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Eating Wild Meat Significantly Increases Zoonotic Disease Risk: UN Report

The domestic consumption of meat from wild animals has significant impacts on most species protected under the Convention on the Conservation of Migratory Species of Wild Animals (CMS), says a new report released on Wednesday, including increasing the risk of diseases spreading from animals to humans.

According to the study, 70% of mammal species protected under the CMS are used for wild meat consumption. This has led to drastic declines, and also the extinction of several migratory mammal populations.

The first of its kind report, found that wild meat is often a major driver for legal and illegal hunting, particularly of ungulates – primarily large mammals with hooves - and primates, and especially during times of conflict or famine and in the course of changing land use.

About 67 of the 105 species studied were recorded as hunted. Of these 67 species, the largest intended use (47) was for wild meat consumption. Other purposes were down to cultural tradition, medicinal use, human-wildlife conflict, unintentional take and for sport or trophy hunting.

Risk of zoonotic diseases

According to the report, there is strong evidence that zoonotic disease outbreaks are linked to human activities, as is strongly believed by many scientists in the case of the current COVID-19 pandemic.

The taking of wild meat and consumption has been identified as the direct and causative agent for the spill-over into humans for Monkeypox virus, SARS, Sudan Ebola virus and Zaire Ebola virus, with subsequent human-to-human transmission.

In total, 60 zoonotic viral pathogens were reported as hosted by the 105 migratory species studied.

Encroachment into remaining intact habitats through infrastructure and economic activities have made vast new areas accessible for wild meat taking, increasing the risk for humans.

Executive Director of the UN Environment Programme, Inger Andersen, points out that “the COVID-19 pandemic has taught that the overexploitation of nature comes at a heavy cost.”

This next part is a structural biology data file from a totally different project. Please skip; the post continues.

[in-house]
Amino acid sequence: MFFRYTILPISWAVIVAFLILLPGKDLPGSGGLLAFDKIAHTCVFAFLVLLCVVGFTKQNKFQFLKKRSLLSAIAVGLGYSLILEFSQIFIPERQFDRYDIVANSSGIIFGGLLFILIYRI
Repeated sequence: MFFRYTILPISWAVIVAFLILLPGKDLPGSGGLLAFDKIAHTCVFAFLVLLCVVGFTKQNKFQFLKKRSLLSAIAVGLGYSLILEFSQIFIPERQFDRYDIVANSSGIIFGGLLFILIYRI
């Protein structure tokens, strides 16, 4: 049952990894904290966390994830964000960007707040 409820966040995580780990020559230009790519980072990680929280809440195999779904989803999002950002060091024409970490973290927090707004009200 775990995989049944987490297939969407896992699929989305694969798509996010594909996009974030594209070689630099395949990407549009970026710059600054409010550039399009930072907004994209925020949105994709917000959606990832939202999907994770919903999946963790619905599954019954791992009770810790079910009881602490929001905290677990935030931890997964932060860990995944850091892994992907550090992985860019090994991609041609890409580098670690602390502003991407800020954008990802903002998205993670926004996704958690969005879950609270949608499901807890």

“We urgently need to depart from business as usual. In so doing, we can save many species from the brink of extinction and protect ourselves from future outbreaks of zoonotic diseases,” she said

Domestic use, main concern

Global attention has largely focused on international trade, but the report found that the vast majority of taking of species for wild meat consumption is driven by direct use or domestic trade.

For CMS Executive Secretary, Amy Fraenkel, this report “indicates for the first time a clear and urgent need to focus on domestic use of protected migratory species of wild animals, across their range.”

The study highlights a number of factors fueling the problem.

There is strong evidence that zoonotic disease outbreaks are linked to human activities, by CDC

National legislation and regulations may lack clarity or are outdated, while rules are often poorly enforced. A third issue is civil conflict and land use change; and, fourthly, migratory animals cross countries and regions with a wide variety of differing laws and enforcement approaches. Finally, urbanization and increased sale of wild meat as a luxury product is on the rise.

The study also documents links between hunting and the declining population trends of several species.

Around 77 per cent, or 40 out of 52, of the CMS species that were assessed by IUCN as having decreasing populations, were recorded as threatened by hunting.

For example, all chimpanzee subspecies and three of the four gorilla subspecies reported as significantly threatened by hunting, are also experiencing large population declines. Overall, the report finds that taking or poaching the mammals, has a direct impact on the populations of more than half of the studied species, with high impacts for at least 42 per cent.

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